The method of dialectical materialism is precisely to look at “process rather than state, of becoming rather than being.”

“More and more over the past decade, he'd begun to sense that the old reductionist approaches were reaching a dead end, and that even some of the hard-core physical scientists were getting fed up with mathematical abstractions that ignored the real complexities of the world. They seemed to be half-consciously groping for a new approach—and in the process, he thought, they were cutting across the traditional boundaries in a way they hadn't done in years. Maybe centuries.” 19

Because chaos is a science of whole dynamic systems, rather than separate parts, it represents, in effect, an unacknowledged vindication of the dialectical view. Up to now, scientific investigation has been too much isolated into its constituent parts. In pursuit of the “parts” the scientific specialist becomes too specialised not infrequently losing all sight of the “whole”. Experimentation and theoretical rationalisations thus became increasingly removed from reality. More than a century ago, Engels criticised the narrowness of what he called the metaphysical method, which consisted of looking at things in an isolated way, which lost sight of the whole. The starting point of the supporters of chaos theory was a reaction against precisely this method, which they call “reductionism”. Engels explained that the “reduction” of the study of nature to separate disciplines is to some extent necessary and inevitable.

“When we reflect on nature or the history of mankind or our own intellectual activity, at first we see the picture of an endless maze of connections in which nothing remains what, where and as it was, but everything moves, changes, comes into being and passes away…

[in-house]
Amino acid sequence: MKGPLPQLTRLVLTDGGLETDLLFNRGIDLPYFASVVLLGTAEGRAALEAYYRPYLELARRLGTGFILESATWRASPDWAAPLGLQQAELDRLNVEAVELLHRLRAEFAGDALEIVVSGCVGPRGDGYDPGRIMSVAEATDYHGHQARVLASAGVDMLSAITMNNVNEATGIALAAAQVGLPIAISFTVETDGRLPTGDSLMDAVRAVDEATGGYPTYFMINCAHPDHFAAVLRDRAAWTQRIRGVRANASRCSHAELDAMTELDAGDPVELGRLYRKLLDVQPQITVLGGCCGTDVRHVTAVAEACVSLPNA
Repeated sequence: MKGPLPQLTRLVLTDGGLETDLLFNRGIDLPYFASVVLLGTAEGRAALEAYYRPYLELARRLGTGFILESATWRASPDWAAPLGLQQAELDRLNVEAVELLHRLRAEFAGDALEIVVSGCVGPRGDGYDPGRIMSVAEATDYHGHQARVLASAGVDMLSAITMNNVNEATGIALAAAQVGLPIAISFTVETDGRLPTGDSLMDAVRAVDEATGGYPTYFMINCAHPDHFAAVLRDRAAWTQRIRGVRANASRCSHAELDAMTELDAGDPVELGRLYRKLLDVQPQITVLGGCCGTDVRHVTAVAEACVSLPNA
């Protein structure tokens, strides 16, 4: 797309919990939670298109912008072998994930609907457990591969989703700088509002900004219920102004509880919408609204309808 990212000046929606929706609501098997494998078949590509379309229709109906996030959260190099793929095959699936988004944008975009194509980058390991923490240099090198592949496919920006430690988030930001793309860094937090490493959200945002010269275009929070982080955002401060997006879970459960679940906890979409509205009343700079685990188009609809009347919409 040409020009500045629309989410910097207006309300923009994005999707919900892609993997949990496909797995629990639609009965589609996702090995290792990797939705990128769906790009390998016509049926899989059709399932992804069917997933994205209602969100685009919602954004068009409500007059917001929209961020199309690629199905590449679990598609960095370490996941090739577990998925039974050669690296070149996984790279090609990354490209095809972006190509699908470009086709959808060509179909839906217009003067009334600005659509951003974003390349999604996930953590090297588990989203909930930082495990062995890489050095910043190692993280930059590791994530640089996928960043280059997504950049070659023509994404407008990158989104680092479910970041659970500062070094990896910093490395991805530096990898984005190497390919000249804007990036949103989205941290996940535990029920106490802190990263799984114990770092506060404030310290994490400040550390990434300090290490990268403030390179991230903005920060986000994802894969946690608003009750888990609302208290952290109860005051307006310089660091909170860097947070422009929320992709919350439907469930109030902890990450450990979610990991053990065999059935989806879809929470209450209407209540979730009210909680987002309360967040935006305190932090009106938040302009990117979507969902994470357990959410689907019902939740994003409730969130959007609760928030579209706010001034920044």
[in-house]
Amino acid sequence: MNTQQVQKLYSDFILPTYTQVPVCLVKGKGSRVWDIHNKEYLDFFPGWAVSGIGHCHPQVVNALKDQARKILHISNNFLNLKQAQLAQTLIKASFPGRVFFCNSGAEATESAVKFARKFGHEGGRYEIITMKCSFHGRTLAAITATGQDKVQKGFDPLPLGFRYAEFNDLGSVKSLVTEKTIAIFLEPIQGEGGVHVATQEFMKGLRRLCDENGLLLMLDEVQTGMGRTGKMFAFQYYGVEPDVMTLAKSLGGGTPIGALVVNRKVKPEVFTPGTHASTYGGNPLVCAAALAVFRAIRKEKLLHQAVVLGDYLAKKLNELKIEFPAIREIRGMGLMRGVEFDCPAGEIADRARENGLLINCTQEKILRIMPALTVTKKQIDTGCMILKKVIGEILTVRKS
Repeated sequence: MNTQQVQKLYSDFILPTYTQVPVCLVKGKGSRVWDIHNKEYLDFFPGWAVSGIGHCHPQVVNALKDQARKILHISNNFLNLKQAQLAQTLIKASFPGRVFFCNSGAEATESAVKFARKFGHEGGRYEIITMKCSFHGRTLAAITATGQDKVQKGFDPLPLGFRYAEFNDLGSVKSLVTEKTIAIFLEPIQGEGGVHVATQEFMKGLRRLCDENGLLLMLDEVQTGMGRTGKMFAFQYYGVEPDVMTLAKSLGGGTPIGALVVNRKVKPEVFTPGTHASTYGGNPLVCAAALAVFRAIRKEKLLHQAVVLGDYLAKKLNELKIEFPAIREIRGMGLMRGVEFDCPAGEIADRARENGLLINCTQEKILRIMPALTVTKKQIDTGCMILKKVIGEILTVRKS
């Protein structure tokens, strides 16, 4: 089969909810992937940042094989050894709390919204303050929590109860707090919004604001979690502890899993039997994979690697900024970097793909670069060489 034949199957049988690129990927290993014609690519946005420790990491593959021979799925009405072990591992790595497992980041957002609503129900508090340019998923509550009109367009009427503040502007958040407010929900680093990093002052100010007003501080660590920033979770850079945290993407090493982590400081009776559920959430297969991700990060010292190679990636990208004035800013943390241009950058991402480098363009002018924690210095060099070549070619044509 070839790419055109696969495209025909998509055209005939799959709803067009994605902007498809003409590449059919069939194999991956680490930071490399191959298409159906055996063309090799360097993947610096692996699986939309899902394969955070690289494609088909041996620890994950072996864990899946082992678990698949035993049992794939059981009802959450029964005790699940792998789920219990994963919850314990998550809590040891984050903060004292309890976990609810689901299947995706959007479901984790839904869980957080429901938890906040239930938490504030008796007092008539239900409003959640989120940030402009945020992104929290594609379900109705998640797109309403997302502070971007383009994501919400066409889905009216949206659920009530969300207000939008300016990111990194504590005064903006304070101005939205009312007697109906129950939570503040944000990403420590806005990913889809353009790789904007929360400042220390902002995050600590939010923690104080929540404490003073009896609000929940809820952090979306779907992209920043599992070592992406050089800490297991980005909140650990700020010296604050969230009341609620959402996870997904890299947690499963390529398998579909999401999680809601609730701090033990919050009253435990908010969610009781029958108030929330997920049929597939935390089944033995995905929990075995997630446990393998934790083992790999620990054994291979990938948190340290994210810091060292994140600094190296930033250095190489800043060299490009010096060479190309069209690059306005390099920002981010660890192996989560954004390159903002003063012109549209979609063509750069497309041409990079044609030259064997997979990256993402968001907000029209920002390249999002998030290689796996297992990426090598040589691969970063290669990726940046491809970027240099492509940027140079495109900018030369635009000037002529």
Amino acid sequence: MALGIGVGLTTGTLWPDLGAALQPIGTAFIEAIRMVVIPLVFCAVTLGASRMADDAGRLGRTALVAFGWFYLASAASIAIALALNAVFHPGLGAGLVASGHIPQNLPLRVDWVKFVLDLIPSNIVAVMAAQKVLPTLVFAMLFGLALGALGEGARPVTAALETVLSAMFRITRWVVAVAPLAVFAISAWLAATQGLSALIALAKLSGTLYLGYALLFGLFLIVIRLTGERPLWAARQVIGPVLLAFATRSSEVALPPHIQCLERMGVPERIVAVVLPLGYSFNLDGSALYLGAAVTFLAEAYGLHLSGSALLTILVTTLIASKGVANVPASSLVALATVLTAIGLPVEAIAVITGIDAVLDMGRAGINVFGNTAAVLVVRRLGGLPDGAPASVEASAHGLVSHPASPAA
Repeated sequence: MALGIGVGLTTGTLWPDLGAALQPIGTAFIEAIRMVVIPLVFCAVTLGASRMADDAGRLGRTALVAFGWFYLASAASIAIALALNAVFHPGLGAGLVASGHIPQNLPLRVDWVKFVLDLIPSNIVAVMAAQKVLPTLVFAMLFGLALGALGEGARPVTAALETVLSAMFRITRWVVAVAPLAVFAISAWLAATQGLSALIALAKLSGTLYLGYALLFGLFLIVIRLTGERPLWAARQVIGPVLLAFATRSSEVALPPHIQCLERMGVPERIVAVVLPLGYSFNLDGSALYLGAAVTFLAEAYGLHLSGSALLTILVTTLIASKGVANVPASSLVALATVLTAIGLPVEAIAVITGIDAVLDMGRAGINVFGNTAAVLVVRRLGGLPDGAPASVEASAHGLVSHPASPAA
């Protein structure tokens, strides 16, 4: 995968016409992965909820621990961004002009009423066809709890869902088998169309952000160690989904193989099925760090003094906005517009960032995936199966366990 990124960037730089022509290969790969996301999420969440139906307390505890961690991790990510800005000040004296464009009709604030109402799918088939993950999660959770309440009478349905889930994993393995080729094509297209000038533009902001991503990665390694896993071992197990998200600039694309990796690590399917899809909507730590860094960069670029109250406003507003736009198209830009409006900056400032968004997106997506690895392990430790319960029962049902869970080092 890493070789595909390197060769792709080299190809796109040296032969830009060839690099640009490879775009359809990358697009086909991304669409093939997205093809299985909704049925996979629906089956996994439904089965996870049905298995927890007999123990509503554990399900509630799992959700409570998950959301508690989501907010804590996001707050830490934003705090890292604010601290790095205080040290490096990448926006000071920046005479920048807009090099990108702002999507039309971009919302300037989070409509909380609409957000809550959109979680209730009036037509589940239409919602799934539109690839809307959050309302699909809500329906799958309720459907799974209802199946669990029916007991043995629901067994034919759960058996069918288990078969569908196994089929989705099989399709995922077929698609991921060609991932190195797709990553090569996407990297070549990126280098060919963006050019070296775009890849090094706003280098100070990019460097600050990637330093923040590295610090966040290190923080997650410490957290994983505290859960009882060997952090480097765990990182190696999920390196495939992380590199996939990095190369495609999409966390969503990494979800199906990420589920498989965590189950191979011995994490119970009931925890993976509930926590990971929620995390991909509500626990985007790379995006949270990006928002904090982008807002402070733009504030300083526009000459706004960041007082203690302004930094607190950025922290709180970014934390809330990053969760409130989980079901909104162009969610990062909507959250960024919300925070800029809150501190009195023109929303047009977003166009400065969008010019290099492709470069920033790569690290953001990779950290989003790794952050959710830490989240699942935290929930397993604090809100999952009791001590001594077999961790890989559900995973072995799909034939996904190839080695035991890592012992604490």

“But this conception, correctly as it expresses the general character of the picture of phenomena as a whole, does not suffice to explain the details of which this picture is made up, and so long as we cannot do this, we are not clear about the whole picture. In order to understand these details we must detach them from their natural or historical connection and examine each one separately according to its nature, special causes and effects, etc.”

But as Engels warned, too great a retreat into “reductionism” can lead to an undialectical view, or a drift to metaphysical ideas.

“The analysis of nature into its individual parts, the division of the different natural processes and objects into definite classes, the study of the internal anatomy of organic bodies in their manifold forms—these were the fundamental conditions for the gigantic strides in our knowledge of nature that have been made during the last four hundred years. But this has bequeathed us the habit of observing natural objects and processes in isolation, detached from the general context; of observing them not in their motion, but in their state of rest; not as essentially variable elements, but as constant ones; not in their life, but in their death.” 20

Now compare this with the following passage from Gleick's book:

“Scientists break things apart and look at them one at a time. If they want to examine the interaction of subatomic particles, they put two or three together. There is complication enough. The power of self-similarity, though, begins at much greater levels of complexity. It is a matter of looking at the whole.” 21